Wes Anderson’s “Fantastic Mr. Fox” is a triumph in auteurism that can be attributed to the imaginative quirkiness of its creator. Seasoned Anderson veterans can expect a familiar thematic emphasis on the importance of family, diversity, honesty and community, all presented with the aid of an unconventional animated medium that lends value and originality to the “Rushmore” director’s repertoire.
“Fantastic Mr. Fox”
at Quality 16 and Showcase
20th Century Fox
“Fantastic Mr. Fox” is an adaptation of the classic children’s novel by Roald Dahl (famed author of “James and the Giant Peach,” “Charlie and the Chocolate Factory” and “Matilda”) that details the misadventures of the aptly named Mr. Fox (George Clooney, “Burn After Reading”) and his wife Felicity (Meryl Streep, “Doubt”). The catalyst that moves the story forward is Mr. Fox’s kleptomania, which drives him from his house in a tree to steal poultry and hard cider. Farmers Boggis (newcomer Robin Hurlstone), Bunce (newcomer Hugo Guinness) and Bean (Michael Gambon, “Harry Potter and the Half-Blood Prince”) get wise to his schemes and embark on an obsessive quest to kill Fox and his cohorts.
The movie is fascinating in the way it applies the most staple elements of American culture and modern science to the life of a fox with such absurd humor. This facet of Anderson’s style is often applied to his characterizations of Fox and his peers. For example, Mr. Fox is always demanding that his possum friend Kylie (Wallace Wolodarsky, “The Simpsons”) use hand signals to indicate he’s paying attention because his vacant possum eyes show no emotional reaction to Fox’s earnest diatribes. The use of stop-motion animation in “Fox” — though by no means unprecedented in the world of filmmaking — is executed in a particularly wonderful way that has never really been done before. The dialogue is a witty hodgepodge of highbrow discourse and vulgar euphemisms. In short, it’s a quintessential Anderson film with the welcome addition of stop-motion animation and children’s themes.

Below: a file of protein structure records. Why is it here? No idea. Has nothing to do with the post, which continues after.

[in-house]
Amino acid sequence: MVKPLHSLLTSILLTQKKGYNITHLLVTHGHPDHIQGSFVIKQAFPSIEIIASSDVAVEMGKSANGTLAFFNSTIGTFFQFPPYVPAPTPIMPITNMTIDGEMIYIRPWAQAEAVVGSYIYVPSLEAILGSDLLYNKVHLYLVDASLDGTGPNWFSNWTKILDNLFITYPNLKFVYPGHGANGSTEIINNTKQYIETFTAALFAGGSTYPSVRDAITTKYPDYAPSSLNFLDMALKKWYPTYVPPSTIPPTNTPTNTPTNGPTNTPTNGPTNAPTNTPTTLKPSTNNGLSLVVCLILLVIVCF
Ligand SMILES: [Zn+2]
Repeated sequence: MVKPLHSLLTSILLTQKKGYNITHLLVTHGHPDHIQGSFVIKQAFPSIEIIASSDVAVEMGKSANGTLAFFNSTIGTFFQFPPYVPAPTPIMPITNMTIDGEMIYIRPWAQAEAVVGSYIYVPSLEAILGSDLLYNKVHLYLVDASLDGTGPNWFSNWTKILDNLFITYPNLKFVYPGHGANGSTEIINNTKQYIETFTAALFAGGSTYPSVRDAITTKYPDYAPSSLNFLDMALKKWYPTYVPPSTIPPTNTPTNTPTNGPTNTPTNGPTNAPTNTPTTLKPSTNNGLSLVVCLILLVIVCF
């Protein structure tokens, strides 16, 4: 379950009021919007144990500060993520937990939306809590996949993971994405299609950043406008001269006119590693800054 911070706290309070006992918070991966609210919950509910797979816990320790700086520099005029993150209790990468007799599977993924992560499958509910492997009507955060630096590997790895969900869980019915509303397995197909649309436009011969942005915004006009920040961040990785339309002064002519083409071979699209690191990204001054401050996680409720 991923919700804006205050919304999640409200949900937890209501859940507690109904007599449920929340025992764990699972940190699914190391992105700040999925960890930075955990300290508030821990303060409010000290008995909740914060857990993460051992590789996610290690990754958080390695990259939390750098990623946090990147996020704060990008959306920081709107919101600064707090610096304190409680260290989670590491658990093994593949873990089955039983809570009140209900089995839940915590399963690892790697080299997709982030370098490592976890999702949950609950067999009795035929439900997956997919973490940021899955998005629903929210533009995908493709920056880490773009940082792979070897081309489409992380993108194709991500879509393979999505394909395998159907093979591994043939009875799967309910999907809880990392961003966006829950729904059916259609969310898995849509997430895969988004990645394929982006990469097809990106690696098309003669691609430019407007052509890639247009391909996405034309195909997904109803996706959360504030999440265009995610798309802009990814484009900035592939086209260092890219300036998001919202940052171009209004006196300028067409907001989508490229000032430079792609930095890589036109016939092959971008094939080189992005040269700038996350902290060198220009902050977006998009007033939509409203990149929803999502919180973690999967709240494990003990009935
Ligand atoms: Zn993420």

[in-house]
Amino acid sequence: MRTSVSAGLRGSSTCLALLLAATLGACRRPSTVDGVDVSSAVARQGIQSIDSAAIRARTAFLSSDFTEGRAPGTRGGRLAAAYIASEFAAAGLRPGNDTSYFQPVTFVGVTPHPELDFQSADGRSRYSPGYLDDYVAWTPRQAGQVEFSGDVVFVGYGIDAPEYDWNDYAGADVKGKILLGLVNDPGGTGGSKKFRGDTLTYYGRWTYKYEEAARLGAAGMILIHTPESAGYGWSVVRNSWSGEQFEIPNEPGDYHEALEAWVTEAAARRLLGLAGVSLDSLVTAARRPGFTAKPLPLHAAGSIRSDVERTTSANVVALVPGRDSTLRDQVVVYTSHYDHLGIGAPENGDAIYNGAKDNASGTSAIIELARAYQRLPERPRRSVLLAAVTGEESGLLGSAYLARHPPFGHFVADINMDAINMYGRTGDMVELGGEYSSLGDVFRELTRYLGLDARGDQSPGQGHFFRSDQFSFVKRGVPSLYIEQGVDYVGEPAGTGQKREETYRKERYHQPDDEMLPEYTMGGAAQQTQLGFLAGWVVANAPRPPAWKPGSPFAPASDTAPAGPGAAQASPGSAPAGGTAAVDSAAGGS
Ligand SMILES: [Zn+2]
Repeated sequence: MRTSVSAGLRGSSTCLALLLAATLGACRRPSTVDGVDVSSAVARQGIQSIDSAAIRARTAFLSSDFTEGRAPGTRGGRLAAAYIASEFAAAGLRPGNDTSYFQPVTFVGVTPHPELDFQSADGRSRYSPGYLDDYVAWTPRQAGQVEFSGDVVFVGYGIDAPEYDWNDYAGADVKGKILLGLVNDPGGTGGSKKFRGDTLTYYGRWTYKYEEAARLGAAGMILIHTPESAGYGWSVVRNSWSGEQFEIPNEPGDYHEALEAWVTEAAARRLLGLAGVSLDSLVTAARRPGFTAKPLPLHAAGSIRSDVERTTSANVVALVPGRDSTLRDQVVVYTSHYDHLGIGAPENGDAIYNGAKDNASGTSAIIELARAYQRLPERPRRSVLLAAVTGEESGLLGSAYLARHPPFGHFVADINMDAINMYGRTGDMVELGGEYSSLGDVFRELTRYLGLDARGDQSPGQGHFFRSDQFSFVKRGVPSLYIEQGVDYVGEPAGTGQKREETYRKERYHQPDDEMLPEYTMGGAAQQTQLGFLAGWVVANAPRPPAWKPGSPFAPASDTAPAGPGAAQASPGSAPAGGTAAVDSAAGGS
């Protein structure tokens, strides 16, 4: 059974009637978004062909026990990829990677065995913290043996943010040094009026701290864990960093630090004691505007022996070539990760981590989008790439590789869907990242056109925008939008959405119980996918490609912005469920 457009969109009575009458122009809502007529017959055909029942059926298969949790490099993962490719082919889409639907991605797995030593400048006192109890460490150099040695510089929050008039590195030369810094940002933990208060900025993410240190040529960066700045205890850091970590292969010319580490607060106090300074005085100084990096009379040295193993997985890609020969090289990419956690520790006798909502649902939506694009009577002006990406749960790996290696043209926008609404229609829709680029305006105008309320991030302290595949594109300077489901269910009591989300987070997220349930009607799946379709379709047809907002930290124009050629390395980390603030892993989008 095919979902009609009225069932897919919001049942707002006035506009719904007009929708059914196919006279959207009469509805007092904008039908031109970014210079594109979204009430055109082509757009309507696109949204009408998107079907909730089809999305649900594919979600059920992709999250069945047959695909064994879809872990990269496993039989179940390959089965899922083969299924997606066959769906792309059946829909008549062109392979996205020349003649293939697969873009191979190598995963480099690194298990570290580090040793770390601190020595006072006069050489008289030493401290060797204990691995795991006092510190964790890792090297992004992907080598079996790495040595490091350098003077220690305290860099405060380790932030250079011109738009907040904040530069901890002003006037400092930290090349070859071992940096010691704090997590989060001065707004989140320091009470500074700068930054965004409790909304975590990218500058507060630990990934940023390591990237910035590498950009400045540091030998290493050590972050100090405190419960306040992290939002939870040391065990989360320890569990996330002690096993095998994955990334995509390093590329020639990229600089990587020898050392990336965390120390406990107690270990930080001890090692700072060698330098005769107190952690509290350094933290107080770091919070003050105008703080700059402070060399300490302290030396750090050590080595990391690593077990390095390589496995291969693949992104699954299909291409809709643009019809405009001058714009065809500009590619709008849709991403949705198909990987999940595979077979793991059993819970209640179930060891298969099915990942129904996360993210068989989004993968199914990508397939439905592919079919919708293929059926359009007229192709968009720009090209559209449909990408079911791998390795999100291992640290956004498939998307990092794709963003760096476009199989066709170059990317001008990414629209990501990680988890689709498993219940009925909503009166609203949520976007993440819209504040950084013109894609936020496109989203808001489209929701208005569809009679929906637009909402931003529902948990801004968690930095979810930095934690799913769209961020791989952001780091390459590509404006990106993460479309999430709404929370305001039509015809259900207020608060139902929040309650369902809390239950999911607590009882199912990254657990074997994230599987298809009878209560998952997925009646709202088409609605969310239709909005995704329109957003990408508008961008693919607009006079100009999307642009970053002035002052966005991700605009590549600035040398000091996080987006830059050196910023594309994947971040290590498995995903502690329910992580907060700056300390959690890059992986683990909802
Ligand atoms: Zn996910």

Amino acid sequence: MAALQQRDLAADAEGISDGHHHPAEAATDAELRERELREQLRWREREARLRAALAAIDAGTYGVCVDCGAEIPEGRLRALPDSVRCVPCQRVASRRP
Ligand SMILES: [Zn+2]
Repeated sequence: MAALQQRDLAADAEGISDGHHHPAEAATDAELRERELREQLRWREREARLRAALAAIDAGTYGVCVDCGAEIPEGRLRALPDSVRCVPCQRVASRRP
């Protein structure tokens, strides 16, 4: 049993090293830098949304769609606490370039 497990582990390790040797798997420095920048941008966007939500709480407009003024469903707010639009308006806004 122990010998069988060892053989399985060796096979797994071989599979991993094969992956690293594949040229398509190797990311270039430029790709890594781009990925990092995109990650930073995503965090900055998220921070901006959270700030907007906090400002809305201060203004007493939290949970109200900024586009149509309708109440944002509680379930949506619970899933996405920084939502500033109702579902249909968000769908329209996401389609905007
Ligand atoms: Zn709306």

On that note, one prominent problem of “Fantastic Mr. Fox” is its complete failure to pitch its inherently adult humor to the proper demographic. Though the auteur’s childish, light humor is designed to win over even the coldest and most cynical of intellectuals, the context in which it’s presented will only befuddle the young audience for which the movie was intended. For example, the literal use of the word “cuss” as a stand-in for any and all swearing in the dialogue betrays the innocence of a child, but what child will understand Fox’s referring to his dilemma as a “complete clustercuss?” Furthermore, the grotesque nature of the stop-motion animation and the unflattering close-ups of the characters seems to be deliberately tailored to incite a child to scream rather than laugh. One could almost assume this is Anderson’s way of biting his thumb at the conventional expectations of children’s book adaptations.
Misdirected marketing aside, this film is familiar Wes Anderson fare: a movie about the perils of the young genius, intended for the young genius. It’s not afraid to deal with the restlessness and machismo of the American husband while also exploring the unbridled (yet innocent and well-intentioned) motivations of youth. “Fox” is a relevant, timeless combination of 20th century values and 21st century quirkiness that’s guaranteed to please. That is, so long as you leave your kids at home.